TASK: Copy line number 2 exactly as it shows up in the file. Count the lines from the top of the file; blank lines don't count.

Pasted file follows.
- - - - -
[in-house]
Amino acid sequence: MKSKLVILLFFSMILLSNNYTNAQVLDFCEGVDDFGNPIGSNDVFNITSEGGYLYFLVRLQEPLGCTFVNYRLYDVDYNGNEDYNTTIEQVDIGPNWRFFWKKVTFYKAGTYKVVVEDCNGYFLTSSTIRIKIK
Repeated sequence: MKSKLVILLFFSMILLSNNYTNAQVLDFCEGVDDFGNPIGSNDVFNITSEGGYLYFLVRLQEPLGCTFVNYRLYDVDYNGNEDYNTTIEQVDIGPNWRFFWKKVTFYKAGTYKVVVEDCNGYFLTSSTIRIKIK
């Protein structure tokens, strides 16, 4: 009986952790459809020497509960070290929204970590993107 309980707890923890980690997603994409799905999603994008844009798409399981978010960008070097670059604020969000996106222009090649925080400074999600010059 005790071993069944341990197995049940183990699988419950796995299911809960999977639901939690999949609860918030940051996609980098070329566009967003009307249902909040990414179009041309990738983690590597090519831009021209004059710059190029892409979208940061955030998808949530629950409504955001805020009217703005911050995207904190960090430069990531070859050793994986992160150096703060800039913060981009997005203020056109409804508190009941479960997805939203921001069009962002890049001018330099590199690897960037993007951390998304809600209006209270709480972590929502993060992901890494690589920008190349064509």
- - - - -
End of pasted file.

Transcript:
Amino acid sequence: MKSKLVILLFFSMILLSNNYTNAQVLDFCEGVDDFGNPIGSNDVFNITSEGGYLYFLVRLQEPLGCTFVNYRLYDVDYNGNEDYNTTIEQVDIGPNWRFFWKKVTFYKAGTYKVVVEDCNGYFLTSSTIRIKIK